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Liberals question Tory ethics 

[PoliticsWatch updated 6:05 p.m. October 2, 2006]

OTTAWA  — The Conservative government came under attack in question period on Monday for a number of recent appointments that the Liberals are describing as patronage.  
  
"This government is clearly practising a double standard," Liberal House Leader Ralph Goodale told reporters after question period. 

"They were elected on the theory that they were purer than the driven snow and I guess now . . .  it's becoming clear to Canadians that they have vastly overstated their ethical virtue." 

After spending the last few years in government and the last two elections under attack for their ethics from the Conservatives, Goodale and the Liberals are more than happy to return the favour.  

In question period, Interim Liberal leader Bill Graham raised the issue of Tories appointing Conservative supporters to the bench. 

The Liberals say Justice J. D. Bruce McDonald was appointed to the superior trial court in Alberta because he was a long-time Conservative supporter. 

"While the Conservatives destroy the rights of individual Canadians before the courts they are naming their partisan supporters to high judicial office," Graham alleged in question period. 

Justice Minister Vic Toews defended his latest appointment.

"Mr. Justice MacDonald was first appointed to the bench by another government," Toews noted. "He distinguished himself on the provincial court and the government appointed him to the Queen's Bench on the basis of his demonstrable legal abilities. 

"If the member goes through the entire list he will find that there are actually some Liberals on the list who had been appointed."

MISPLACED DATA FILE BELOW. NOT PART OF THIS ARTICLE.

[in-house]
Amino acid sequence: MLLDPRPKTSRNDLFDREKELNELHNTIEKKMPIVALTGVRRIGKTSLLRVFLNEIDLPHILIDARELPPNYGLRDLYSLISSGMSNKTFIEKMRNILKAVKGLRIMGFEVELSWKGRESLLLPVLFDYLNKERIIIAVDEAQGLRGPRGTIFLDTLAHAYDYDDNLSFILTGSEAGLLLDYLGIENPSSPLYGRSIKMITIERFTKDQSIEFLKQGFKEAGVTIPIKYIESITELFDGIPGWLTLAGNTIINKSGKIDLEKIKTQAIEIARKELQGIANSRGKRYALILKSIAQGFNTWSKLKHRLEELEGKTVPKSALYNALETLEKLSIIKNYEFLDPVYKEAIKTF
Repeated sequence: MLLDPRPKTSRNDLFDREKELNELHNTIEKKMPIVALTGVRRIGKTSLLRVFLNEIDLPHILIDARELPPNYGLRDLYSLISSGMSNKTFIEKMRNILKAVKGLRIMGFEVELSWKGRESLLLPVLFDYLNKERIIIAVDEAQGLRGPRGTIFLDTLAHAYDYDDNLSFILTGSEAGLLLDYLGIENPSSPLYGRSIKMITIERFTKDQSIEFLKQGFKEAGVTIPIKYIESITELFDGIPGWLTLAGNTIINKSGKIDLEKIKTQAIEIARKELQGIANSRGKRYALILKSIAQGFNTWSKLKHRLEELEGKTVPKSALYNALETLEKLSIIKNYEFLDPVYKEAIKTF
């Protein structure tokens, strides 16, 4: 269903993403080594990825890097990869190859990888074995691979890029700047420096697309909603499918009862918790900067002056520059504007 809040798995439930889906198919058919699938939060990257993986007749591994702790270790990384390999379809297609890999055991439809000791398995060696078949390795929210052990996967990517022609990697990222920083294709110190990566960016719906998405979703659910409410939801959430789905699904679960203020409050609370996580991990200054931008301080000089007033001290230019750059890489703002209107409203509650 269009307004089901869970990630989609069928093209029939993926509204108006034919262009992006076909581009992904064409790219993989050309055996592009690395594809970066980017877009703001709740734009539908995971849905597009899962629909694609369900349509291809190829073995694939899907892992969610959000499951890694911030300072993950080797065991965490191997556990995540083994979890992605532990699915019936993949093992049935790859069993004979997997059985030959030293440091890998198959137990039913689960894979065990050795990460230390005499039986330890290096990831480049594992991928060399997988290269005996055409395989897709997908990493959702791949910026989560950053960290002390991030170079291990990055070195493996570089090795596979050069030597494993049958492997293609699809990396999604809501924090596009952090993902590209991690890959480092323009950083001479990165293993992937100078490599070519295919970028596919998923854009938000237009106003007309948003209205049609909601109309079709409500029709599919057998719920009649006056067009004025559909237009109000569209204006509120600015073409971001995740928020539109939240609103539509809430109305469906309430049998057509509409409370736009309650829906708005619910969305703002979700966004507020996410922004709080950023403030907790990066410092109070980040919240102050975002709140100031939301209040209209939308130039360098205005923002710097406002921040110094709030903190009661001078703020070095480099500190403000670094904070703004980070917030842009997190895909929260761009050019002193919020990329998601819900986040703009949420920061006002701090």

Liberal MP David McGuinty said in the House that the judge was "a well known Conservative fundraiser" who donated over $11,000 to the Reform, Alliance and Conservative parties over the past 12 years. 

McGuinty said Toews promise as an opposition critic to end judicial patronage is "nothing but Conservative hypocrisy."

MacDonald is the latest Tory judicial appointment to receive scrutiny. 

In June, the Tories appointed Richard Bell to Court of Queen's Bench in New Brunswick. 

Bell was a New Brunswick campaign co-chair for Prime Minister Stephen Harper's 2004 Conservative party leadership race and was a co-chair in New Brunswick for Conservatives in the 2004 and 2006 federal election campaigns.
 
The Liberals also accused Foreign Affairs Minister Peter MacKay of using  ACOA as his "own personal fiefdom." 

"The new vice-president of ACOA in New Brunswick is the former chief of staff to Elmer MacKay and communications chief to Bernard Lord," said Liberal MP Geoff Regan. "What a coincidence.

"How can the minister explain to Canadians that Canada's minority Conservative government is appointing a friend to a senior position at ACOA?"

MacKay defended the appointment, saying the new vice president was 
"a very competent, bilingual public servant who has done incredible work throughout his career." 

The Liberals also criticized the appointment of former Mulroney cabinet Harvie Andre as a land claims negotiator. 

"Was it because of his deep ties to the north or his extensive land claims experience?" asked Liberal MP Tina Keeper. "No, because he has none. This sole sourced $300,000 contract was given because Mr. Andre is a former Conservative cabinet minister."

Indian Affairs Minister Jim Prentice said Andre was doing his work at a "fraction of the cost" of the man he replaced -- former Ontario Liberal premier David Peterson. 

He said he replaced Peterson because "his fees were excessive and his outcomes were non-performing."

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